Birth weight estimates updated

New research provides more accurate charts for assessing birth weight based on updated information to identify need for infant care

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Youssef Khalil/Nature

A research led by the Harvard Pilgrim Health Care Institute has provided an updated  reference charts for birth weight for gestational age, used to determine the health of newborns, using a nationally representative sample of birth data and obstetric estimates of gestational age. This update could better reflect the current socio-demographics of the US population and identify infants who need additional care, according to researchers in the US.  

“Previous birth weight charts may not reflect the current sociodemographic composition of the US,” explains Izzuddin Aris, who led the new study. “In addition, they rely on gestational age estimated from maternal reports of last menstrual period, which is often less accurate than obstetric estimates that take into account ultrasound measurements, menstrual history, and laboratory tests.”

Birth weight is an indicator of health for a baby and its mother, so it is important to know whether a newborn’s weight is healthy for the stage of pregnancy at which the infant is delivered, also known as gestational age. A birth weight at the extremes of the range for a given age indicates restricted or excessive growth and is associated with health risks.

Reference charts are used to determine whether an infant’s birth weight is within the normal range. These charts indicate the proportion of infants born within ranges of weight at different gestational ages. However, current birth weight charts used in the US are based on old data, and the standard approach of estimating the gestational age relying only on the mother’s reports of her last period.

Aris and colleagues developed new birth weight reference charts based on the birth weights of more than 3.8 million infants born in the US in 2017 at gestational ages of 22–42 weeks, according to obstetric estimates. They then applied two modelling techniques to construct curves that show average birth weights of boys and girls and the percentage of infants within various weight ranges at different gestational ages.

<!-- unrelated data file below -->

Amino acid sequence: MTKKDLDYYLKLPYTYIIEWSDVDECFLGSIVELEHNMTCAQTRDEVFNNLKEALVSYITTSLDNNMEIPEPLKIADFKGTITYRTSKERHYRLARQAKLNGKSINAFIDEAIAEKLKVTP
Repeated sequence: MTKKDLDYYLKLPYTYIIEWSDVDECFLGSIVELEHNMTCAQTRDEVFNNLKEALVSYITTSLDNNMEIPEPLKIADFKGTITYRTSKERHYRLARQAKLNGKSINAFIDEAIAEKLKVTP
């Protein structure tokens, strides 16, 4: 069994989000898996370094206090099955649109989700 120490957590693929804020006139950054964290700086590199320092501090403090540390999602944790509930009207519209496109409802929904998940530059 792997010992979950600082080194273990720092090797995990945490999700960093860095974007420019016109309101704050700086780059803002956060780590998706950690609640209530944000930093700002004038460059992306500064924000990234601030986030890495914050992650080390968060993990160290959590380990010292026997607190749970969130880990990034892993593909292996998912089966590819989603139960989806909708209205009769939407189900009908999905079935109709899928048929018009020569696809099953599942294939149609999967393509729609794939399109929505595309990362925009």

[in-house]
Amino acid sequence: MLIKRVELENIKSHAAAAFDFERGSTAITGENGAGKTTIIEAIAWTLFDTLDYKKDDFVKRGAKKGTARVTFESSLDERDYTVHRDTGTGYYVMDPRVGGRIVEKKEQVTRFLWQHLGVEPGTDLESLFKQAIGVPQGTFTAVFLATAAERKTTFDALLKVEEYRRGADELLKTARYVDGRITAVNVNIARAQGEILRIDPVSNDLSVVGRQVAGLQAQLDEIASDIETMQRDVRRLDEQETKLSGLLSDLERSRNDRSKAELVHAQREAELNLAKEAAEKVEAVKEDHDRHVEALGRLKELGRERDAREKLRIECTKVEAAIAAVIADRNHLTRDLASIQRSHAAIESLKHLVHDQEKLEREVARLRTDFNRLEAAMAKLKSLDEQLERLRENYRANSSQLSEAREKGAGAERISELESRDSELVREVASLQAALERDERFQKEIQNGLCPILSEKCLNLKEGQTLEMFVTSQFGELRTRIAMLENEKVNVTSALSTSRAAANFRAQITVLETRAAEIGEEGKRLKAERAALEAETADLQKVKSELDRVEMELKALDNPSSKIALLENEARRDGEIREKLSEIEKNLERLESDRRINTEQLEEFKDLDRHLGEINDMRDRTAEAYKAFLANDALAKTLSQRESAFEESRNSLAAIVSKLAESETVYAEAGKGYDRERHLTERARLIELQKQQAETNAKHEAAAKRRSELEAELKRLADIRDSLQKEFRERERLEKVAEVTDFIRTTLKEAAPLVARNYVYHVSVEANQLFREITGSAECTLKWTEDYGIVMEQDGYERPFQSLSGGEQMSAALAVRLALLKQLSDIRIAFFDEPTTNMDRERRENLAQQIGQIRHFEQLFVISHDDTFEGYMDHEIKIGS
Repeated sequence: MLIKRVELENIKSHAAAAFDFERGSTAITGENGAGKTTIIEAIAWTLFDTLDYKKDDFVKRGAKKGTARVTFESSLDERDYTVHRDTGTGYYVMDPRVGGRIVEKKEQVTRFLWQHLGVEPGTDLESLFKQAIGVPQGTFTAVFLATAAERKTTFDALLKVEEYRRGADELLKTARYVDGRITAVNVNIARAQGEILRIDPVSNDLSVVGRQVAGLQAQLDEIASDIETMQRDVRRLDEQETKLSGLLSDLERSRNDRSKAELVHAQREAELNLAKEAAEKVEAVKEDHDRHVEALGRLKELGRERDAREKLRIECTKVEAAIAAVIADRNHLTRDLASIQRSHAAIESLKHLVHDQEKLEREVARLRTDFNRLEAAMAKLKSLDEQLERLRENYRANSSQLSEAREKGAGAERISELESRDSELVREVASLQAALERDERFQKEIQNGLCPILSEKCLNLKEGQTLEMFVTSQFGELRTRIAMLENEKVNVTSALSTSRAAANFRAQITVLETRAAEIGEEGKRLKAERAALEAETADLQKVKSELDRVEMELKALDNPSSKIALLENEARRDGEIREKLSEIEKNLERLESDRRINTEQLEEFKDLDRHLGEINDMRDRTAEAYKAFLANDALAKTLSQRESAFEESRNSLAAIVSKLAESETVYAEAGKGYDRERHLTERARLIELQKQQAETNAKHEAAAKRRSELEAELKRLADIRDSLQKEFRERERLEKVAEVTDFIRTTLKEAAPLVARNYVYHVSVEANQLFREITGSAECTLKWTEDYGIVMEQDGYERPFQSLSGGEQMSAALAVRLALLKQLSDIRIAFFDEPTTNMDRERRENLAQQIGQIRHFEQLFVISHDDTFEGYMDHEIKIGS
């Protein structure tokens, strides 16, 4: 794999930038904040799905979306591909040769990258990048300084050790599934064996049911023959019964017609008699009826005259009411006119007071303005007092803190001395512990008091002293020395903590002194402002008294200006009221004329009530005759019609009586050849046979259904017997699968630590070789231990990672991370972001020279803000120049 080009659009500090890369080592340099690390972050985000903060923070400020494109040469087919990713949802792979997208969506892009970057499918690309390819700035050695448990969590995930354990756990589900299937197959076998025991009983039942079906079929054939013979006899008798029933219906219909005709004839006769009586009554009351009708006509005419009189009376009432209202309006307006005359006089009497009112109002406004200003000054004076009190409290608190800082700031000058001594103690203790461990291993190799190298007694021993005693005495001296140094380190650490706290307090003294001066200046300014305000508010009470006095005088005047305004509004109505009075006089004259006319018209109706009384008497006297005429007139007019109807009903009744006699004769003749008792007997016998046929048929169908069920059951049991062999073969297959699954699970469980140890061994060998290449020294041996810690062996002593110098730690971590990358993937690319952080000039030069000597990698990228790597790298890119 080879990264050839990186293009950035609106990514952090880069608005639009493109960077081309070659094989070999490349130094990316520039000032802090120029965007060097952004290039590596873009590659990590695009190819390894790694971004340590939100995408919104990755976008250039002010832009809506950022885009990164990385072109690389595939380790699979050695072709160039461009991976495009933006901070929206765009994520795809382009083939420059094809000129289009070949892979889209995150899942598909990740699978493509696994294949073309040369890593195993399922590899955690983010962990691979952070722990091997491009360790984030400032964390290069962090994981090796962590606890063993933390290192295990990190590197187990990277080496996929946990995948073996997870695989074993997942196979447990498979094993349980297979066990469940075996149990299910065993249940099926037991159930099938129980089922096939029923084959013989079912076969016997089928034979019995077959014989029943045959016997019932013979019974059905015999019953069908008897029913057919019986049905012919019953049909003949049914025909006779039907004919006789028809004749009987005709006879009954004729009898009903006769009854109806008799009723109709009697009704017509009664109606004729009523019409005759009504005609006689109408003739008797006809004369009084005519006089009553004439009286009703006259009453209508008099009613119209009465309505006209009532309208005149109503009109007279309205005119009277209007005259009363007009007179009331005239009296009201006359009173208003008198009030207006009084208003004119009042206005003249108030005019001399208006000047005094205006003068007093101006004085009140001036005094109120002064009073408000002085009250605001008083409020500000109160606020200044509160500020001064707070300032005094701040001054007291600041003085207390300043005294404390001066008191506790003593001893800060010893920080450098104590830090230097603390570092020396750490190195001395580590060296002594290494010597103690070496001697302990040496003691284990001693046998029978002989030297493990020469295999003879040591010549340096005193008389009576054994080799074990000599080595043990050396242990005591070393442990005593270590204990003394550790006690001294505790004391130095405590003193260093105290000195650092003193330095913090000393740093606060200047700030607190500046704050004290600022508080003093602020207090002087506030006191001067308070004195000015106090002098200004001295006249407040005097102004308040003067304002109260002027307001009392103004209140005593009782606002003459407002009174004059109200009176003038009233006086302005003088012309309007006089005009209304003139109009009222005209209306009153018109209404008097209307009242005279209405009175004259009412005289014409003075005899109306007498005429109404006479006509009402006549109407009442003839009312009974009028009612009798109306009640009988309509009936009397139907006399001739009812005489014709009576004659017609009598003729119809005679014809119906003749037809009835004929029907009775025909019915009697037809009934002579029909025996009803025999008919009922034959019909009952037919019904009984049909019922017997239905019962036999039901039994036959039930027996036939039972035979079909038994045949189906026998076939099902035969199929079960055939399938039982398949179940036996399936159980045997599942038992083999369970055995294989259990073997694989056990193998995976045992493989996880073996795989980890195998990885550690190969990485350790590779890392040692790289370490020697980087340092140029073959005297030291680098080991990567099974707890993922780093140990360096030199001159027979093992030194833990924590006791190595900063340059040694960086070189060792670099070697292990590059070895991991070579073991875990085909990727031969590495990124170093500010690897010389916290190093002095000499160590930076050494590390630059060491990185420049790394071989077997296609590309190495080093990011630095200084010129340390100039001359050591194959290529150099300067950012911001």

The two modelling techniques produced curves that overlapped considerably, indicating the validity of the approaches. Comparison of the new charts with charts from 2009 and 1999 revealed considerable differences. For infants born preterm, the new charts classified fewer infants as small, and more infants as large, for their gestational age. For infants born post-term, the new charts classified more infants as small, and fewer as large. The differences probably result from changes in socio-demographics and the accuracy of obstetric estimates of gestational age.

“We expect clinicians to be able to use the updated reference to identify at-risk infants in need of additional monitoring or care,” says Aris. “The next step is to compare existing birth weight standards with our updated reference in predicting important health outcomes later in life.”

References

  1. Aris, I. M., Kleinman, K. P., Belfort, M. B., Kaimal, A. & Oken, E. A 2017 US reference for singleton birth weight percentiles using obstetric estimates of gestation. Pediatrics 144, e20190076 (2019). | article

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